And so how is it possible to achieve both of those at the same, particularly when the institutions -- that are, in fact, providing 80 percent of the funds today that are all earmarked, don't want to give up the power over what happens with their money?  That's precisely why we're in the situation that we're currently in.  So I would love to hear some ideas from the two speakers on how to achieve reform that both protects the system of political representation that currently exists while achieving financial independence --  

HUANG:  (Inaudible.)   

QUESTIONER:  -- or more financial independence.   

HUANG:  It looks like we have many questions -- (laughter) -- and not much time.  And you each will have two minutes --   

CHOW:  Oh, wow, all right.  (Laughter.)  

HUANG:  -- to answer the questions.  And that will also serve as your key takeaways.  (Laughs.)   

CHOW:  Well, it reminds me of those -- (inaudible).   

Natalie, the private sector currently does not fund those type of programs.   

There is a major foundation that wishes to secund a person to WHO, and now the staff is kind of reacting to this idea, all right -- this major foundation that --  

RUGER:  You can't tell us which one.  (Laughs.)   

CHOW:  It starts with the letter G and -- (laughter.)   

RUGER:  It rhymes with "great".  (Laughter.)  

CHOW:  -- the -- on the drug -- indigenous drug production, you know, there is a process that they believe helps support indigenous generic drug production.  I would say it's -- looking at Jeff, fairly debatable whether that really invigorates those processes.  Well, we can talk about that later, but there is that kind of process.   

On Mr. Elmendorf's, I wholeheartedly agree.  I think having an office of the inspector general of that kind of function, with that evaluative power, can really root out and shine a light on some of the processes and be a catalyst for change.  The Global Fund has an office of the inspector general that occupies a wing of the building, and all they is drill into their processes, keep the processes transparent and honest.  They go to countries, through the CCM, and they often find some real problems.  So I think having parallel processes would be very helpful.   

On Howard, I think having that combined "pruning and regrowth," to use the gardening metaphor, is certainly in -- a legitimate play. In my talk, I refer to that.  It needs to truncate, cut loose some functions, and focus on core absolute advantages.  And by accomplishing these absolute -- working from the absolute strength that can get more funding.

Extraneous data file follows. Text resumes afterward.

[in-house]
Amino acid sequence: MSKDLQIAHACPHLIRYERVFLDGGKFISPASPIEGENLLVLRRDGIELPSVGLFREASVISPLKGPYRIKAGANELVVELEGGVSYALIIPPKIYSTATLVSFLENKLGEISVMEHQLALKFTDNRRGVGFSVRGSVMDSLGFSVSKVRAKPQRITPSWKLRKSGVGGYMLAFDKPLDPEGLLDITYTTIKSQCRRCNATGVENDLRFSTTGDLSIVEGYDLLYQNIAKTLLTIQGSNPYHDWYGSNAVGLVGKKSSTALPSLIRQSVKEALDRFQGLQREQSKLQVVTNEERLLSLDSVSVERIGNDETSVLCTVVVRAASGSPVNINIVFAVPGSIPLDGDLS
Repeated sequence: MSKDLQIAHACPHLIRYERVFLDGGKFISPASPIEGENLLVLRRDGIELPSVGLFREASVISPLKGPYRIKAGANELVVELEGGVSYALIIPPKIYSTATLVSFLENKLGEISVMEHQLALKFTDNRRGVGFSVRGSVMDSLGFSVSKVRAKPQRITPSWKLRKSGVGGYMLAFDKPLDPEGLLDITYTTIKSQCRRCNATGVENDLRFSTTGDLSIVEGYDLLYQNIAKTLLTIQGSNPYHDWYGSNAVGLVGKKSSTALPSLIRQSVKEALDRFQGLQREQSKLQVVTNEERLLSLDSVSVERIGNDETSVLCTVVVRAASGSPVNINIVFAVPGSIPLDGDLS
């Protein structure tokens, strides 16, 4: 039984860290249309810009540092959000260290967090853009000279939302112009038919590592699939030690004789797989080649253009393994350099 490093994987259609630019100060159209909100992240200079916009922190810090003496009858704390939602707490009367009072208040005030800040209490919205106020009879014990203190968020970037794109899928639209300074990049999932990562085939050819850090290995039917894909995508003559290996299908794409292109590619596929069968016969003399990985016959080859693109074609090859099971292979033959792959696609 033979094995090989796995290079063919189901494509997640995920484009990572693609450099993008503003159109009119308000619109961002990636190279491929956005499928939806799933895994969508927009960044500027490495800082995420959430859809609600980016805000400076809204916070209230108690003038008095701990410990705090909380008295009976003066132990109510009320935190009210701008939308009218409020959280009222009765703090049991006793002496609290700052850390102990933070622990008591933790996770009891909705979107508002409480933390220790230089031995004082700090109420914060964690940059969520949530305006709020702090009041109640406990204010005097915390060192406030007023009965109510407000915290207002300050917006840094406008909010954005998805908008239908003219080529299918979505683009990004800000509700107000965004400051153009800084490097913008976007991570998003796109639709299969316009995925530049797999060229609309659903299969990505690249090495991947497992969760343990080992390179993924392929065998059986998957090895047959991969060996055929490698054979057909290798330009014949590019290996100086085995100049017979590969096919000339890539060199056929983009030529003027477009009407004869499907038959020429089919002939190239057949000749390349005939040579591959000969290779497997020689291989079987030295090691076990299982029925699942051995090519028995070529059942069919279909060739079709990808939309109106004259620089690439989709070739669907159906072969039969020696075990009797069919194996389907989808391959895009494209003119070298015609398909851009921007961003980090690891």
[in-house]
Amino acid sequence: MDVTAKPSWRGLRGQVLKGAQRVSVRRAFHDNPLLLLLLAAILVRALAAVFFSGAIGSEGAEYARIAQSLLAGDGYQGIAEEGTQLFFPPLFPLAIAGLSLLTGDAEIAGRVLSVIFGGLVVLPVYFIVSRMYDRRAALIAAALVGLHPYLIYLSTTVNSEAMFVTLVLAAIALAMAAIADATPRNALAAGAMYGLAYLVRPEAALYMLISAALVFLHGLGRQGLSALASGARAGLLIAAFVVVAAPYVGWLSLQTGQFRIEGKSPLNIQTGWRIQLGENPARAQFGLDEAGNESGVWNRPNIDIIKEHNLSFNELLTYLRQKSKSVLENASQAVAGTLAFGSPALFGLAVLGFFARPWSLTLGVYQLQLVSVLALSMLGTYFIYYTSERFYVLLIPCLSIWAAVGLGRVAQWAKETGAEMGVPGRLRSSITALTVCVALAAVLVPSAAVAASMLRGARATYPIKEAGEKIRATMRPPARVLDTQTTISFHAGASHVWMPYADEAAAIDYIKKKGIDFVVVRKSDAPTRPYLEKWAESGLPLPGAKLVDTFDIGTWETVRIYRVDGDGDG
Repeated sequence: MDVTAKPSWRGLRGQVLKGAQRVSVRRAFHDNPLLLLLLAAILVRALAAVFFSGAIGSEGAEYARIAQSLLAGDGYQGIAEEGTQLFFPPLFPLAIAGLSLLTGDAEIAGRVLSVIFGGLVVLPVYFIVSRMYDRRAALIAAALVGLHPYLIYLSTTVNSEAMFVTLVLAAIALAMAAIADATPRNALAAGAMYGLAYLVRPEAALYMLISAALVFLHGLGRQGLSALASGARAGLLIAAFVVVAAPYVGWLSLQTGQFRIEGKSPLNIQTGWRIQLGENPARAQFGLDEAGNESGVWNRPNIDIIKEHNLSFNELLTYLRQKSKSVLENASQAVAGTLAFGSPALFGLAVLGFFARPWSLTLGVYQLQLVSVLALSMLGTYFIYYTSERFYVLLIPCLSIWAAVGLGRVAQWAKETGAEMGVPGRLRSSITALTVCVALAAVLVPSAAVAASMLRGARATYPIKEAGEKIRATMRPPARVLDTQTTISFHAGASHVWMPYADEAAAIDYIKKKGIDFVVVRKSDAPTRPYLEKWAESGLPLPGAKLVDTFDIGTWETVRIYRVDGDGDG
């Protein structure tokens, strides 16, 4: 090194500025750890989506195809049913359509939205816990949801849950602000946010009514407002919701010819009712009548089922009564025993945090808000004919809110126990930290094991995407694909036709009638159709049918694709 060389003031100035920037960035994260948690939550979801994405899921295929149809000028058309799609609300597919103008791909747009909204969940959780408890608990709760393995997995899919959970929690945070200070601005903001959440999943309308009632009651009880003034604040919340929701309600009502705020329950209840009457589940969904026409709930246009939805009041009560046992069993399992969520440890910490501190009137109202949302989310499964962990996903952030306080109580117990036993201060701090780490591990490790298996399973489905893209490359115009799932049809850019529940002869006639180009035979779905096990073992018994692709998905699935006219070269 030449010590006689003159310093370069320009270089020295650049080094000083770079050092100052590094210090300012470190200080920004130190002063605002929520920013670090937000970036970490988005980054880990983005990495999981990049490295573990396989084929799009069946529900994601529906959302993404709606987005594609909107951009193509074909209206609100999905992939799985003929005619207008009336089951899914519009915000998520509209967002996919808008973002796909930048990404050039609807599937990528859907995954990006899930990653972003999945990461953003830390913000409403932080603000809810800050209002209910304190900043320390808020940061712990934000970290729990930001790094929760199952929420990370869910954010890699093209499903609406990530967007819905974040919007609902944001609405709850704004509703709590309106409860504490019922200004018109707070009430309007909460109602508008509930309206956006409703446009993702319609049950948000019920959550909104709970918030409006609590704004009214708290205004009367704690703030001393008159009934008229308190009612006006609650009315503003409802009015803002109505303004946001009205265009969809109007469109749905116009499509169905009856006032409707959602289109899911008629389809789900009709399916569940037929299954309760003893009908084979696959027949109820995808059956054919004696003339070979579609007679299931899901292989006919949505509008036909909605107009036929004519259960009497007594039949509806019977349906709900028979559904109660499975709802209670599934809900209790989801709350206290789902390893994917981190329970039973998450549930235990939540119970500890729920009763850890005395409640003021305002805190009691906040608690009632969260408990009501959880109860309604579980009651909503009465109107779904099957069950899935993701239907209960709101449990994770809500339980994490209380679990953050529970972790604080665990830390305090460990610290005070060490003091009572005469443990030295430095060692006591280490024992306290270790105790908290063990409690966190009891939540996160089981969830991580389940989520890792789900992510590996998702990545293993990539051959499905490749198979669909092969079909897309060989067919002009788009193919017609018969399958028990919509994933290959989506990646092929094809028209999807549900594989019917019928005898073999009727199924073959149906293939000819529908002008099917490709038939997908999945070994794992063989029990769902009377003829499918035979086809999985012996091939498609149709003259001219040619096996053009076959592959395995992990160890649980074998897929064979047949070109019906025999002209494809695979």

On Stephen's point, you know, there is that sentiment that it's -- WHO is in decline.  The players -- the new players are basically crowding out, and I can cite a number of "inside baseball" crowding out against WHO.  But in the meantime, the media continues to shine the light on WHO when these outbreaks happen.  They go to Margaret; they go in to J.W., they went to Dr. Brundtland, and WHO has to put on the best performance -- the epidemiological performance it can with the resources it has.I think that spotlight is healthy because it -- unfortunately, if we don't reinvest in WHO, there will be a breakdown.  There will be a complete failure to respond to the next SARS emergency outbreak.   

HUANG:  So you agree with Suerie that if we don't have WHO, we'd have to invent it.  (Laughs.)   

Maybe, Jennifer, you could take the remaining questions, or any -- we have to wrap up.   

RUGER:  Okay.  Yeah, right.   

Okay, so I think your question was mostly directed towards Jack.   

I agree that I think an independent evaluation of the WHO would be very useful.  And to the extent that it's a legitimate one that people buy into, and think is credible, I think it would be useful. One will still have the question of sort of what's the evaluation based on?  What is the framework for evaluating it?  What are the functions?  What should it be doing?  Is it doing it well -- those functions well?  Is it effective?  Is it doing too much?  Is it, you know, expanding its mandate into areas that it just --